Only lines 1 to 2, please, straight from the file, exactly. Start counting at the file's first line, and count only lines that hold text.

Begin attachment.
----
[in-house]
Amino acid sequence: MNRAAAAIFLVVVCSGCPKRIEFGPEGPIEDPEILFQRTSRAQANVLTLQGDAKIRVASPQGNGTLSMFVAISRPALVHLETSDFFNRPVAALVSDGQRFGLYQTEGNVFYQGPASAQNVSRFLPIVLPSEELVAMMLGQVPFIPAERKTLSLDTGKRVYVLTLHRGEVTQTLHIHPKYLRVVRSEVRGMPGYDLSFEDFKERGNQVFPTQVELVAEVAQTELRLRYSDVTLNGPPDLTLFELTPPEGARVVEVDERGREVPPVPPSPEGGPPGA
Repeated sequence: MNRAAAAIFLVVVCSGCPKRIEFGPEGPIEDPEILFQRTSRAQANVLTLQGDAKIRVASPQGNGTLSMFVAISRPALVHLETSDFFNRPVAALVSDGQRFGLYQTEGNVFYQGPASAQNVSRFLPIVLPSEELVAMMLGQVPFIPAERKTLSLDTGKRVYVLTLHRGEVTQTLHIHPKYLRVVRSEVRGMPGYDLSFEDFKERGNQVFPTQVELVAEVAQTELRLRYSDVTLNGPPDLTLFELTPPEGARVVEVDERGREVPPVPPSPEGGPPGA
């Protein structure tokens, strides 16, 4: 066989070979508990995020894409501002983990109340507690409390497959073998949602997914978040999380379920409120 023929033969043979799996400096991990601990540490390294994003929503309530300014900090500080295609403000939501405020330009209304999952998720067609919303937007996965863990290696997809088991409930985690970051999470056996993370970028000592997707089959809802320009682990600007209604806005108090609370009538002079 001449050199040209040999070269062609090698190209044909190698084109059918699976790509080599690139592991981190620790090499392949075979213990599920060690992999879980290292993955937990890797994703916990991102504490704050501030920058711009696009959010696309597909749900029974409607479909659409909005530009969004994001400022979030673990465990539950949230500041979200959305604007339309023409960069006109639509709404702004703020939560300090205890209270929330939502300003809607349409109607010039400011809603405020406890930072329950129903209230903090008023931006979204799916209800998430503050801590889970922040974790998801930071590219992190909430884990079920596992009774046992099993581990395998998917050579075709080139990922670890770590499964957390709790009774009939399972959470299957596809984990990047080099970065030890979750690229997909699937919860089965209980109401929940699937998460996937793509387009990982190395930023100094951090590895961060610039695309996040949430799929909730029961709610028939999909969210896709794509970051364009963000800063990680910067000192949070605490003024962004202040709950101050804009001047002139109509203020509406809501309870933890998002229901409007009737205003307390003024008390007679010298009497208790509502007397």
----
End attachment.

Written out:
[in-house]
Amino acid sequence: MNRAAAAIFLVVVCSGCPKRIEFGPEGPIEDPEILFQRTSRAQANVLTLQGDAKIRVASPQGNGTLSMFVAISRPALVHLETSDFFNRPVAALVSDGQRFGLYQTEGNVFYQGPASAQNVSRFLPIVLPSEELVAMMLGQVPFIPAERKTLSLDTGKRVYVLTLHRGEVTQTLHIHPKYLRVVRSEVRGMPGYDLSFEDFKERGNQVFPTQVELVAEVAQTELRLRYSDVTLNGPPDLTLFELTPPEGARVVEVDERGREVPPVPPSPEGGPPGA